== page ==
Ok, this post is too long already, so I’ll just list the other cool things we saw and did.
-saw two anacondas relaxing by the river
-saw a bunch of river turtles
-saw a deer (much smaller than ours) swimming across the river. The guides think it had been attacked by a jaguar because it was bleeding. It’s actually super-rare to see deer in the jungle.
-ate ants. Lemon-flavored ants, actually. They tasted citrus-y
-got stung on the back of the neck by some sort of jungle bug. It hurt like hell for about 40 minutes, felt like it was burning and radiating up and down my neck, then it went away completely. The bump was even gone after an hour.
So, that was the jungle. In terms of coolness, I’d say it was on par with the Galapagos, but in a different way. Super chevere, as they say here.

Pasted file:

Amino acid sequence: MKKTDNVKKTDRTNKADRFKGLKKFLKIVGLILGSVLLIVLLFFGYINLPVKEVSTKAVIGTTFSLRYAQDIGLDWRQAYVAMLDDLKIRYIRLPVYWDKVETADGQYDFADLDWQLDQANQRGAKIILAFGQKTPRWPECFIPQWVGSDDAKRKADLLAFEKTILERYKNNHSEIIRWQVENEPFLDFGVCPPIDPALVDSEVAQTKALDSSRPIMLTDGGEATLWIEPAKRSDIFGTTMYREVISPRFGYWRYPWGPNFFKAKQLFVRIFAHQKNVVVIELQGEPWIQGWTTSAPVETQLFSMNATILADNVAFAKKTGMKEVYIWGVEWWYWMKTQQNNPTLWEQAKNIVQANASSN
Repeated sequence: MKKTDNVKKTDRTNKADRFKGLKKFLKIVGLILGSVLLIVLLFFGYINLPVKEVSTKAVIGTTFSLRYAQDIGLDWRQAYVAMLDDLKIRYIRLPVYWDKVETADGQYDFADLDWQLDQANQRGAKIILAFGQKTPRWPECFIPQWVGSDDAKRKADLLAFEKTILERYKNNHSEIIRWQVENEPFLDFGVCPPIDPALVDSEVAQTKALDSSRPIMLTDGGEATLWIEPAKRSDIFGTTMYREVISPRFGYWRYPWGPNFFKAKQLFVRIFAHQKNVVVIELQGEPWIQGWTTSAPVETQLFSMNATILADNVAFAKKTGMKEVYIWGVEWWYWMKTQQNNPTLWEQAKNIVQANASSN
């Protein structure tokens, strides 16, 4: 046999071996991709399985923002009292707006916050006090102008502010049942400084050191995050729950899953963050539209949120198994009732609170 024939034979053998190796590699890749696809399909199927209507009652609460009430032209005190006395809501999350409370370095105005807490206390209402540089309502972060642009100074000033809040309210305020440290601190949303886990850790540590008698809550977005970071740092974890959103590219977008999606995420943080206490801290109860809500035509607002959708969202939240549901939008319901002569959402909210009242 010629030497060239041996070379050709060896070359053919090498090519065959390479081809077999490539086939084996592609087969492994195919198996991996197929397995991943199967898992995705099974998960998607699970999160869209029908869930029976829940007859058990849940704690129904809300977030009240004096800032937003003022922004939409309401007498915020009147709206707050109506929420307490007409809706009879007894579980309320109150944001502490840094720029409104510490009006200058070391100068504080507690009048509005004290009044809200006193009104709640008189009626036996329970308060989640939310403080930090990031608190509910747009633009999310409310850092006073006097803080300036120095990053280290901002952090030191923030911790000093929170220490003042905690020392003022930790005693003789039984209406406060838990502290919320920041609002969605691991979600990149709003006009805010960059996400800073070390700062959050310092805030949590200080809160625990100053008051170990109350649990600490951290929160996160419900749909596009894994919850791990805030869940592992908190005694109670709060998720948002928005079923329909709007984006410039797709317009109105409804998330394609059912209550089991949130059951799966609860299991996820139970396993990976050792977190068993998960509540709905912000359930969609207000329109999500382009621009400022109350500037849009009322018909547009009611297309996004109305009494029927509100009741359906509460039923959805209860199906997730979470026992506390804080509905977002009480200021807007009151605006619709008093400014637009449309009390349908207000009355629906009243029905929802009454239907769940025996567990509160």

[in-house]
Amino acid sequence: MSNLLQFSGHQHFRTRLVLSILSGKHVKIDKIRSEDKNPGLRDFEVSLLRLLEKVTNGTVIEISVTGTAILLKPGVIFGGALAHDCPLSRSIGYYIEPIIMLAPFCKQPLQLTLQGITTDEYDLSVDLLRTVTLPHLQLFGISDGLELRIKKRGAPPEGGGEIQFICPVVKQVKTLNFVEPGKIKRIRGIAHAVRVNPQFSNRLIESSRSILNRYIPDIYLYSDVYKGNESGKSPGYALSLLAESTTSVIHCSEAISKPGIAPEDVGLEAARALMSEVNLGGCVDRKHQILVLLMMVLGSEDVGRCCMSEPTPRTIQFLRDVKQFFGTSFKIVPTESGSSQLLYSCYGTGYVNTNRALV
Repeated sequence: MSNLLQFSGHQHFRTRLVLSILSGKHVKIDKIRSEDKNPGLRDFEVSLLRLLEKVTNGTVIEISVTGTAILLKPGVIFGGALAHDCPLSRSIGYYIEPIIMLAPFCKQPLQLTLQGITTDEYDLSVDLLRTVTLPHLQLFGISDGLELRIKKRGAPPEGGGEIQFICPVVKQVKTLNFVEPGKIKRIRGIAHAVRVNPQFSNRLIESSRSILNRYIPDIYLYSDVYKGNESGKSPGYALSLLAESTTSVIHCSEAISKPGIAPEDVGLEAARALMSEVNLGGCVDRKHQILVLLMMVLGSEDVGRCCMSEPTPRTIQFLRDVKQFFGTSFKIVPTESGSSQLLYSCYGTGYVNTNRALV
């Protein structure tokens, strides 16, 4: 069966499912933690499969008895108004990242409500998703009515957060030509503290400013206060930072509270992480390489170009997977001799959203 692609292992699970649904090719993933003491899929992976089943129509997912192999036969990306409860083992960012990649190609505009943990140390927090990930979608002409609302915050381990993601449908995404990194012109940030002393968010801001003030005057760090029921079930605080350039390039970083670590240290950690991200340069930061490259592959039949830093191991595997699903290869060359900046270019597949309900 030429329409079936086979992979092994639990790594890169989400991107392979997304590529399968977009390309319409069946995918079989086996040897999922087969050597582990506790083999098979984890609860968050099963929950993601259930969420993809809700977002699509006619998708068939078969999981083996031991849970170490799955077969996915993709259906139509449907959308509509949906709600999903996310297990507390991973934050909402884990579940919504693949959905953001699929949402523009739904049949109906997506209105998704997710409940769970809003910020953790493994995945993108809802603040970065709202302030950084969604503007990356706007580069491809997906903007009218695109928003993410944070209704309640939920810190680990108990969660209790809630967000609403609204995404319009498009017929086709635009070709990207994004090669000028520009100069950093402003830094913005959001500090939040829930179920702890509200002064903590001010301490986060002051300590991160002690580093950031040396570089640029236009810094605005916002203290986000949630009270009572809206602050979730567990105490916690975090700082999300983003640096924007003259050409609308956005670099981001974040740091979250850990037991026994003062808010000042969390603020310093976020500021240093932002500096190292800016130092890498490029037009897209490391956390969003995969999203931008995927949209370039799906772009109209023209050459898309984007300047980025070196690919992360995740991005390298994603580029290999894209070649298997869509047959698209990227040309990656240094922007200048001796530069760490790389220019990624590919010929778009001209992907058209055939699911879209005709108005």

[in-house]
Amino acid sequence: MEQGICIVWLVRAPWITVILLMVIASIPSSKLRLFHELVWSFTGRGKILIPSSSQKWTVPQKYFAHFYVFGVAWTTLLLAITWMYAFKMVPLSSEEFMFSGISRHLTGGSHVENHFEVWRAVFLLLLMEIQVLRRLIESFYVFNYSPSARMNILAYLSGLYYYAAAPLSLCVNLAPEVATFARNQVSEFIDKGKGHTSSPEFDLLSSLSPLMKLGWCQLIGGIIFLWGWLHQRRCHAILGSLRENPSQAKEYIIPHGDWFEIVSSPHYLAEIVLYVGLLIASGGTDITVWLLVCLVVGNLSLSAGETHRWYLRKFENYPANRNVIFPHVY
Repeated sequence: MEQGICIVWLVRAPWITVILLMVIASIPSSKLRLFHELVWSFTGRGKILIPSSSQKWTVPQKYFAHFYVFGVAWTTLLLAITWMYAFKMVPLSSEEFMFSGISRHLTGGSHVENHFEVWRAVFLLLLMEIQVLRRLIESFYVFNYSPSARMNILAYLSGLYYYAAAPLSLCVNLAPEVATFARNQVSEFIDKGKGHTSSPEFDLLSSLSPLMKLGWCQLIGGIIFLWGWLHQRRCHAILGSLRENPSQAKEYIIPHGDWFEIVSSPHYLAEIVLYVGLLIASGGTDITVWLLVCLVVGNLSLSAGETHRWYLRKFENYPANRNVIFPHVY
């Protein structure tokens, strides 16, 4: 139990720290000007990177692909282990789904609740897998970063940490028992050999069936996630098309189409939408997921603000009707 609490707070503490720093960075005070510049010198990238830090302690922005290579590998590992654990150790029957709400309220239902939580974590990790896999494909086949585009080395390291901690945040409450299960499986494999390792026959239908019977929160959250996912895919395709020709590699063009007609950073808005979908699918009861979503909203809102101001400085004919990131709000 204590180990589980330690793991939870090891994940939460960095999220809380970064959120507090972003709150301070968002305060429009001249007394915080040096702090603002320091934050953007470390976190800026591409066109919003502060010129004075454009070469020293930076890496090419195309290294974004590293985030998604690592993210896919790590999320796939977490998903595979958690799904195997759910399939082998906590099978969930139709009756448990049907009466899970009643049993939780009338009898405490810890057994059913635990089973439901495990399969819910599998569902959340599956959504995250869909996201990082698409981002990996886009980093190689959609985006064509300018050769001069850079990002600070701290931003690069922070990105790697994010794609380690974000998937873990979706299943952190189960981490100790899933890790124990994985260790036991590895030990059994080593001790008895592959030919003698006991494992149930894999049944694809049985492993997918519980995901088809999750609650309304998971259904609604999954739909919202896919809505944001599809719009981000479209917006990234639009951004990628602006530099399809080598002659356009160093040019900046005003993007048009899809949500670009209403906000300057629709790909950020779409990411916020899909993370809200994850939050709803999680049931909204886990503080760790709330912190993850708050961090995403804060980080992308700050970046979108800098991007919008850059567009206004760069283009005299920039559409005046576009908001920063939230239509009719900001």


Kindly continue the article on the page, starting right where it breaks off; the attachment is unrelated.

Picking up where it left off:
This afternoon, I’m heading to a town a couple hours away called Mindo. It’s a cloud forest, and semi-tropical. You can go rafting, zip-lining, and things like that, and there are tons of birds ad butterflies. Megan and Alan and I are going, and two other girls from the trip and meeting us there tomorrow. I’m looking forward to a relaxing adventure weekend, where we don’t have to be up by 6:30 every morning.
I’ll check back in with you all next week. I’ve only got two more weeks here, so I’ll be seeing you all soon-ish!